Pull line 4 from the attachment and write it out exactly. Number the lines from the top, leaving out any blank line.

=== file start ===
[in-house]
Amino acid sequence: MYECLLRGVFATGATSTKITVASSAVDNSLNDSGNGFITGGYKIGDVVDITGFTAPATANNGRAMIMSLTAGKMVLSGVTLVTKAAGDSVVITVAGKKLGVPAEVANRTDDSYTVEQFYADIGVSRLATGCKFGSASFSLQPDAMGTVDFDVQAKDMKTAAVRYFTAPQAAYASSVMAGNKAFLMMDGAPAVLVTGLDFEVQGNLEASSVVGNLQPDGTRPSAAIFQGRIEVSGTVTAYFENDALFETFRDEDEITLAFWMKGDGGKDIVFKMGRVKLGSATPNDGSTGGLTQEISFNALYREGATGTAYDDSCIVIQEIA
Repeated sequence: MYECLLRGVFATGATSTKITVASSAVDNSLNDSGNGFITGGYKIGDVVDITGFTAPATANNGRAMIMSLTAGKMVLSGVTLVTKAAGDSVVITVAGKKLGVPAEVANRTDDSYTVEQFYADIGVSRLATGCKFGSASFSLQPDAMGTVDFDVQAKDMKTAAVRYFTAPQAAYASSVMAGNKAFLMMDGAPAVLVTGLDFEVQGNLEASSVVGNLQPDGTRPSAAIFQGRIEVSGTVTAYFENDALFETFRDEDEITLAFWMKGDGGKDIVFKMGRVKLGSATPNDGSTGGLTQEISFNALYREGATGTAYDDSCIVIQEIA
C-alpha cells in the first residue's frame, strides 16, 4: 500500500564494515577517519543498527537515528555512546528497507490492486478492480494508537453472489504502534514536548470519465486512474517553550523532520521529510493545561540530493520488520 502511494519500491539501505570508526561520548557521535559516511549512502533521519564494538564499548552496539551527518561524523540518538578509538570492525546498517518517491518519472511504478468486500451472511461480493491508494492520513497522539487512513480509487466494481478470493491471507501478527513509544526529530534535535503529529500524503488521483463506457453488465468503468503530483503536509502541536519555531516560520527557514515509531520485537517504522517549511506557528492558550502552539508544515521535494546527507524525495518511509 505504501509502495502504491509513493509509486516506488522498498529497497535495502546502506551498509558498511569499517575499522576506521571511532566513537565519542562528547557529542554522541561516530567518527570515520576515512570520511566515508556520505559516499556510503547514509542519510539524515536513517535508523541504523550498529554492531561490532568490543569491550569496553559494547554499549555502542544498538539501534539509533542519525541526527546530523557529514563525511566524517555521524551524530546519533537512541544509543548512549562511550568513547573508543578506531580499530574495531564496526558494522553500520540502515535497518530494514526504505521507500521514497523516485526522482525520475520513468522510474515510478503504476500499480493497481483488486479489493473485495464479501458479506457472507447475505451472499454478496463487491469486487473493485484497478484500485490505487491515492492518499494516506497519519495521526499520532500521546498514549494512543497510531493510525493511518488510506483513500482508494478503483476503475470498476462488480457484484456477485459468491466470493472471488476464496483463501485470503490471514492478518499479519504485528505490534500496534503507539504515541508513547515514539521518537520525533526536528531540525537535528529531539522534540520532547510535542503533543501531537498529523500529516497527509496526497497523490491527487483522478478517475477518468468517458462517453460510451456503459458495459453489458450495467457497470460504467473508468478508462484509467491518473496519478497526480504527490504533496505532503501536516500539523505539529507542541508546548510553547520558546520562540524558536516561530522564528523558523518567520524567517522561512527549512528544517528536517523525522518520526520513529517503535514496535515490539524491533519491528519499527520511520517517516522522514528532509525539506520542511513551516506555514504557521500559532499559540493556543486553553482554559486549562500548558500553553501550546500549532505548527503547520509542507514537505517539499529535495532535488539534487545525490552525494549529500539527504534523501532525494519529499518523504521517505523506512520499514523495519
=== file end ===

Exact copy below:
C-alpha cells in the first residue's frame, strides 16, 4: 500500500564494515577517519543498527537515528555512546528497507490492486478492480494508537453472489504502534514536548470519465486512474517553550523532520521529510493545561540530493520488520 502511494519500491539501505570508526561520548557521535559516511549512502533521519564494538564499548552496539551527518561524523540518538578509538570492525546498517518517491518519472511504478468486500451472511461480493491508494492520513497522539487512513480509487466494481478470493491471507501478527513509544526529530534535535503529529500524503488521483463506457453488465468503468503530483503536509502541536519555531516560520527557514515509531520485537517504522517549511506557528492558550502552539508544515521535494546527507524525495518511509 505504501509502495502504491509513493509509486516506488522498498529497497535495502546502506551498509558498511569499517575499522576506521571511532566513537565519542562528547557529542554522541561516530567518527570515520576515512570520511566515508556520505559516499556510503547514509542519510539524515536513517535508523541504523550498529554492531561490532568490543569491550569496553559494547554499549555502542544498538539501534539509533542519525541526527546530523557529514563525511566524517555521524551524530546519533537512541544509543548512549562511550568513547573508543578506531580499530574495531564496526558494522553500520540502515535497518530494514526504505521507500521514497523516485526522482525520475520513468522510474515510478503504476500499480493497481483488486479489493473485495464479501458479506457472507447475505451472499454478496463487491469486487473493485484497478484500485490505487491515492492518499494516506497519519495521526499520532500521546498514549494512543497510531493510525493511518488510506483513500482508494478503483476503475470498476462488480457484484456477485459468491466470493472471488476464496483463501485470503490471514492478518499479519504485528505490534500496534503507539504515541508513547515514539521518537520525533526536528531540525537535528529531539522534540520532547510535542503533543501531537498529523500529516497527509496526497497523490491527487483522478478517475477518468468517458462517453460510451456503459458495459453489458450495467457497470460504467473508468478508462484509467491518473496519478497526480504527490504533496505532503501536516500539523505539529507542541508546548510553547520558546520562540524558536516561530522564528523558523518567520524567517522561512527549512528544517528536517523525522518520526520513529517503535514496535515490539524491533519491528519499527520511520517517516522522514528532509525539506520542511513551516506555514504557521500559532499559540493556543486553553482554559486549562500548558500553553501550546500549532505548527503547520509542507514537505517539499529535495532535488539534487545525490552525494549529500539527504534523501532525494519529499518523504521517505523506512520499514523495519